Thursday, November 23, 2017 Elyria 35°


North Ridgeville chooses architect for new middle school


NORTH RIDGEVILLE — North Ridgeville school leaders recently hired a Willoughby architecture firm to design the school system’s new third- through eighth-grade middle school.

ThenDesign Architecture, also known as TDA, was selected by school officials Friday, according to William Greene, assistant superintendent for building services.

The district’s choice was also the choice of the Ohio School Facilities Commission, which also weighed in on the selection.

TDA was one of three architectural firms that were narrowed down from an initial pool of 10 that submitted their services for consideration for the new school, which is to be built with money from a $58.1 million bond issue approved by voters last November.

North Ridgeville school officials learned that TDA was also favored by the OSFC when they posted the preference on the commission’s website Friday.

“We were very excited that the state agreed with us that TDA was our choice,” Greene said.

Westlake’s Lesko Associates and Balog, Steines, Hendricks & Manchester Architects, Inc. of Youngstown also submitted bids.

The OSFC, which works with local school districts on major construction projects, placed North Ridgeville at the top of the priority list for a new school based on factors including the district’s crowding and the deteriorating condition of the current middle school constructed in the 1920s.

The state commission will provide about $8 million or 17 percent of the costs of a new school.

The bond issue is to pay for a new school plus a new $5 million football stadium to replace one built in the 1950s that hasn’t been substantially improved since the 1960s.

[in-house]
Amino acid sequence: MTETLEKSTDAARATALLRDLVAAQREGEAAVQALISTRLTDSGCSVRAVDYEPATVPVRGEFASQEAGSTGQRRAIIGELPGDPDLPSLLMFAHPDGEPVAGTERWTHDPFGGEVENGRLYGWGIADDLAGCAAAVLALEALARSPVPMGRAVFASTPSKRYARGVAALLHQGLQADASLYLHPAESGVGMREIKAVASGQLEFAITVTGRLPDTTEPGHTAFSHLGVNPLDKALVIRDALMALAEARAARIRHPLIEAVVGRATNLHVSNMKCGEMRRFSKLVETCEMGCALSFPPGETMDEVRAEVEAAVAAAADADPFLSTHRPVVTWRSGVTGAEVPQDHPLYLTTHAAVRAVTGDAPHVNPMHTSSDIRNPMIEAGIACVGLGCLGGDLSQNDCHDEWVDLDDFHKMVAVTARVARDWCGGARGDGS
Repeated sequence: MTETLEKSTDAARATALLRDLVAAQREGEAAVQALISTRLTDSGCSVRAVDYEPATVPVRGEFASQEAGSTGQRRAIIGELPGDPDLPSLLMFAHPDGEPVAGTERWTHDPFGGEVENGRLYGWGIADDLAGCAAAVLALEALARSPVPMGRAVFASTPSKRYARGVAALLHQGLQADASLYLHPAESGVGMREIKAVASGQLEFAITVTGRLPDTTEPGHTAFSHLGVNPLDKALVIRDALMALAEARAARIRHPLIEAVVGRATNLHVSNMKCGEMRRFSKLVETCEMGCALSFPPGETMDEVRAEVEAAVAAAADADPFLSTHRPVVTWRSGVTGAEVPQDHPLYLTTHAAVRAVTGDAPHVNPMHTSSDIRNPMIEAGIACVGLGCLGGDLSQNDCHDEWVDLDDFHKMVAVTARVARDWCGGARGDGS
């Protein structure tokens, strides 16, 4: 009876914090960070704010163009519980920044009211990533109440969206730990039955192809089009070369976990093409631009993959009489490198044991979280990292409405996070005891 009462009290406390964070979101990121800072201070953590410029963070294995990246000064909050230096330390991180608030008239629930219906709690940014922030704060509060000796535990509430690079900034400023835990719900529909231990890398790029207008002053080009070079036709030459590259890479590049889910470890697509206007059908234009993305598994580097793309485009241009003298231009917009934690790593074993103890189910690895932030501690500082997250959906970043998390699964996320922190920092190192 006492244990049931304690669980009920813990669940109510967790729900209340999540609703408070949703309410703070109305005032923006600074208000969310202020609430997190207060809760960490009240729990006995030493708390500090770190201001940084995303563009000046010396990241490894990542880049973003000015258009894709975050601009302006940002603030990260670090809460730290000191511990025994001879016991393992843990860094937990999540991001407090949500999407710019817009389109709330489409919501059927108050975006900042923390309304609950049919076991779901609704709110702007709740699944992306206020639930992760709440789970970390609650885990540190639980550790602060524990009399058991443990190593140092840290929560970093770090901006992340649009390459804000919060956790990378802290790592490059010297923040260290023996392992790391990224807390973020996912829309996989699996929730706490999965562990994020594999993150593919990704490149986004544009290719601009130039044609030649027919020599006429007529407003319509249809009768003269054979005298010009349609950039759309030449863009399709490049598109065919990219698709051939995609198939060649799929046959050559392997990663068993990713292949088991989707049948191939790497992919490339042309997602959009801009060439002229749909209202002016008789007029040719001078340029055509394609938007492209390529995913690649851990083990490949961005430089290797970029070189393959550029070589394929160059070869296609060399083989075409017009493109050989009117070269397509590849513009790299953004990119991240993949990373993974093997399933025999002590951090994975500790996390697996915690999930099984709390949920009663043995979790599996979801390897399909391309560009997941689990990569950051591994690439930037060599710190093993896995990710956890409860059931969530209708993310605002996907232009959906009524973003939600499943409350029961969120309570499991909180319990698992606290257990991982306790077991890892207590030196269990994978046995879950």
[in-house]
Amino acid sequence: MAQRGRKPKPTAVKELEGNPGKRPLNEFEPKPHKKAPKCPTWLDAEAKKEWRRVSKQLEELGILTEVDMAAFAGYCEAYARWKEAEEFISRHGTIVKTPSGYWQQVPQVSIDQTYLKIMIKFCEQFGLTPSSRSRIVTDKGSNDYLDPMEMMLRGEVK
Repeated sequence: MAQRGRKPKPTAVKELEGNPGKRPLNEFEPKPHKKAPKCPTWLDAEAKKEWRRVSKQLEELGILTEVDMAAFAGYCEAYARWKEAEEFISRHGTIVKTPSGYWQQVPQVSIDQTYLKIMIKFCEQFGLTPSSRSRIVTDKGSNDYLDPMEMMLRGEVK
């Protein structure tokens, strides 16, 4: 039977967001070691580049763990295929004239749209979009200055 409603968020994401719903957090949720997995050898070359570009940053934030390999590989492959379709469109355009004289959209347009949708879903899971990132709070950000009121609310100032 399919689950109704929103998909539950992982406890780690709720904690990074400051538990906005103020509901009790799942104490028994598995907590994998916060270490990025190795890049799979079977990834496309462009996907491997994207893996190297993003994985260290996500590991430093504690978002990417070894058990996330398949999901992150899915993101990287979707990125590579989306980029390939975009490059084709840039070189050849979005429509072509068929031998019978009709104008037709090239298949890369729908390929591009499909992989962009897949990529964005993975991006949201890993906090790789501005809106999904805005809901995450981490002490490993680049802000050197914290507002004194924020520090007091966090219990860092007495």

School district officials met with the three finalists in early January to pay out their plans for what is needed and wanted in the new school.

A second round of interviews held last week saw the architects make their pitches “with what they could do for us,” Greene said.

“We got feedback that indicated our presentation was the most comprehensive the state and some of the architects had ever seen in terms of providing them with what we wanted in a new school,” Greene said. “That made us feel pretty good.”

While the district was pleased with all three firms, officials had a good feeling about TDA.

“We just felt the right connection for us was TDA,” Greene said. “We liked their enthusiasm from the start and that just carried right through.”

One big selling point in TDA’s favor was what Greene termed an innovative idea for the new football stadium to be built next to the new school, which is to be constructed on district-owned land near North Ridgeville High School on Bainbridge Road.

“It really opened some eyes as something that could set us apart” from other area stadiums,” Greene said.

TDA’s initial proposal called the stadium’s pressbox to be constructed out from a wall of the new school as opposed to the standard pressbox facilities seen atop home stands.

“They told us they’d never done it that way before,” Greene said.

Such a configuration would eliminate the need for separate locker rooms and restrooms since existing facilities inside the school could be used.

“The bleachers would be right up against the building and that could save us substantial money,” Greene said.

The pressbox concept is indicative of the “forward thinking” officials want to incorporate into the new school.

“We’re not talking 30-by-30 classrooms anymore,” Greene said in stressing the need for a flexible 21st-century learning environment to serve students for decades to come.

North Ridgeville officials toured a middle school in Massillon last week built by TDA and were impressed, according to Greene.

TDA also did design work on Lorain High School and Wellington Middle School.

Terms and costs of a contract for TDA’s services have yet to be negotiated.

Contact Steve Fogarty at 329-7146 or

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